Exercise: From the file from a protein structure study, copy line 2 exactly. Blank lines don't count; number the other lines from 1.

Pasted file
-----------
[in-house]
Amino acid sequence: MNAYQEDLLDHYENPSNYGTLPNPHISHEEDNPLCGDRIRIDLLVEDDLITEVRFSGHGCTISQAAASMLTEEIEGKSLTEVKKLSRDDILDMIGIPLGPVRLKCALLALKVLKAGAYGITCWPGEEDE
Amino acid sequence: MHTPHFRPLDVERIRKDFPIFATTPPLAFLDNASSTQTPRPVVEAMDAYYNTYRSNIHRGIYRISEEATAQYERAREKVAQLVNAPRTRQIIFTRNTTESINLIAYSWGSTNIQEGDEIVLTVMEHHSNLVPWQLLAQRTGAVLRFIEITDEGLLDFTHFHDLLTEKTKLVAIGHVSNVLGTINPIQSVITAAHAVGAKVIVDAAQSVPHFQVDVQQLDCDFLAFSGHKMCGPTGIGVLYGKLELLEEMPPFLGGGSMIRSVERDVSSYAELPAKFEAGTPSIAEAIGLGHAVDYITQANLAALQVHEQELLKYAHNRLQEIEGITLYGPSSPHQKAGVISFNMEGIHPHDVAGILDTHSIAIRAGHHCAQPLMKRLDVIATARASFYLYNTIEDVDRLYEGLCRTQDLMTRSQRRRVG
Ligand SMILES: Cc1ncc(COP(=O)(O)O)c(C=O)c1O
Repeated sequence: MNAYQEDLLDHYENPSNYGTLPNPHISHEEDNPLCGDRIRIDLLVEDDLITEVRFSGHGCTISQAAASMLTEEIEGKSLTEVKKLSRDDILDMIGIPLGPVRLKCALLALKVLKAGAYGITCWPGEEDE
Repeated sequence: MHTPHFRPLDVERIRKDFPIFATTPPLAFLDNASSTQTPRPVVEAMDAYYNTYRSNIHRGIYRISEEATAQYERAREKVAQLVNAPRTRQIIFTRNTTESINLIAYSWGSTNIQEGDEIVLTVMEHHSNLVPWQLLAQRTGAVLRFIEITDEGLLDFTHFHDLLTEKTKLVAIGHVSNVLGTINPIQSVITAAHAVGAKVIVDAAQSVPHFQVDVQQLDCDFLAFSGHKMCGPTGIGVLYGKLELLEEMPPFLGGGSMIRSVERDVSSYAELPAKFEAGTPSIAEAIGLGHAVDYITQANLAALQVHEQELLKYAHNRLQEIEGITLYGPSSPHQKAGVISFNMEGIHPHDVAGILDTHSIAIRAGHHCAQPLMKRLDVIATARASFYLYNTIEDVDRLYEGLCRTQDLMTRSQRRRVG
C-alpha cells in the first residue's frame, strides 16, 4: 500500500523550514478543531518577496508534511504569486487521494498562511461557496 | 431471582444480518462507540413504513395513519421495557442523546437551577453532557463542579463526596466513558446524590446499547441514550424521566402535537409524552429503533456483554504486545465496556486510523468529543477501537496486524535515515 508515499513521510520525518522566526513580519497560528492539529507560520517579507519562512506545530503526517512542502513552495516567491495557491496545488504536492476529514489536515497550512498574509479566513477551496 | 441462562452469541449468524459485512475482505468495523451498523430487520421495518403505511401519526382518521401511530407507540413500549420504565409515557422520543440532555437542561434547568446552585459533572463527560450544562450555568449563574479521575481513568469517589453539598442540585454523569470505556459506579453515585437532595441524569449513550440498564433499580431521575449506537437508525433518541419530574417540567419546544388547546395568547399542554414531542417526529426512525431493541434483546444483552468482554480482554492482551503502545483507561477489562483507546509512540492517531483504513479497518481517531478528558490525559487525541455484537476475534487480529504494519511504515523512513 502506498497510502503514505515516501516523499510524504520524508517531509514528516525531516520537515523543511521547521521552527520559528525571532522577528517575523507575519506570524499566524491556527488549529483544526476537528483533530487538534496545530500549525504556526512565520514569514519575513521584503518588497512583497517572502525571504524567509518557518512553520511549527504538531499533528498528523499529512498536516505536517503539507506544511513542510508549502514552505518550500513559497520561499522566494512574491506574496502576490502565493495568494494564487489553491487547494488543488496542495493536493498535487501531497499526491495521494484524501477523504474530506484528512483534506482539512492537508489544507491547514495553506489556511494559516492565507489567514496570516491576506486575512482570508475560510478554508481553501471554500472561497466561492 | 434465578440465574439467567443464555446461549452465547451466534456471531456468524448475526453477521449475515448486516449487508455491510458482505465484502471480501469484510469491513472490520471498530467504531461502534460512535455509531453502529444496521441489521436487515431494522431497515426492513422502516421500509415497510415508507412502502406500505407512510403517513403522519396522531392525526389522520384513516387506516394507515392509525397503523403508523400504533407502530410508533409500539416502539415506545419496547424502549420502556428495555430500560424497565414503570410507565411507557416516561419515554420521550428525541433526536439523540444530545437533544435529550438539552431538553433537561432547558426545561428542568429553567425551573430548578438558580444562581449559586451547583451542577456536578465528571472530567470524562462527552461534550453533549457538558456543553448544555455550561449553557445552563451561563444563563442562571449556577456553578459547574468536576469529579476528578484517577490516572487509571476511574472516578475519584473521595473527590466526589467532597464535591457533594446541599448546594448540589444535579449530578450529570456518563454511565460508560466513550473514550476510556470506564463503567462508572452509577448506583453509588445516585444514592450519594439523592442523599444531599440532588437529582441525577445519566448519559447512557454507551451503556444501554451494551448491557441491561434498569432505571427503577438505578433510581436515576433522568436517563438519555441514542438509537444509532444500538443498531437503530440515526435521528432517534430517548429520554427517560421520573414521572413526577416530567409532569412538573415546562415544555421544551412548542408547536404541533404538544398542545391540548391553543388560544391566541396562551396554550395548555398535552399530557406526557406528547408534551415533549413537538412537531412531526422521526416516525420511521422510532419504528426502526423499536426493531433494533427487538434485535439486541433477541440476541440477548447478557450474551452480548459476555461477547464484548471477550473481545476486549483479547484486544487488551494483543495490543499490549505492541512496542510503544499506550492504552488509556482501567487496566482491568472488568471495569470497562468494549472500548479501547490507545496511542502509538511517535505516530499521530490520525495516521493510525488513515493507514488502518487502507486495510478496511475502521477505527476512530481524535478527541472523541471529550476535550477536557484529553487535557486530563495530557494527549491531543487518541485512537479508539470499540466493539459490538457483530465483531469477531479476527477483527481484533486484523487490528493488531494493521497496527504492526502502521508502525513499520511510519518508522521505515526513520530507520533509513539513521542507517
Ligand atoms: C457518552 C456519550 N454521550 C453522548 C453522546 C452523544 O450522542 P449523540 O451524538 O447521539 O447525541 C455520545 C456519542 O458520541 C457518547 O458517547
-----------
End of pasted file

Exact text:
Amino acid sequence: MNAYQEDLLDHYENPSNYGTLPNPHISHEEDNPLCGDRIRIDLLVEDDLITEVRFSGHGCTISQAAASMLTEEIEGKSLTEVKKLSRDDILDMIGIPLGPVRLKCALLALKVLKAGAYGITCWPGEEDE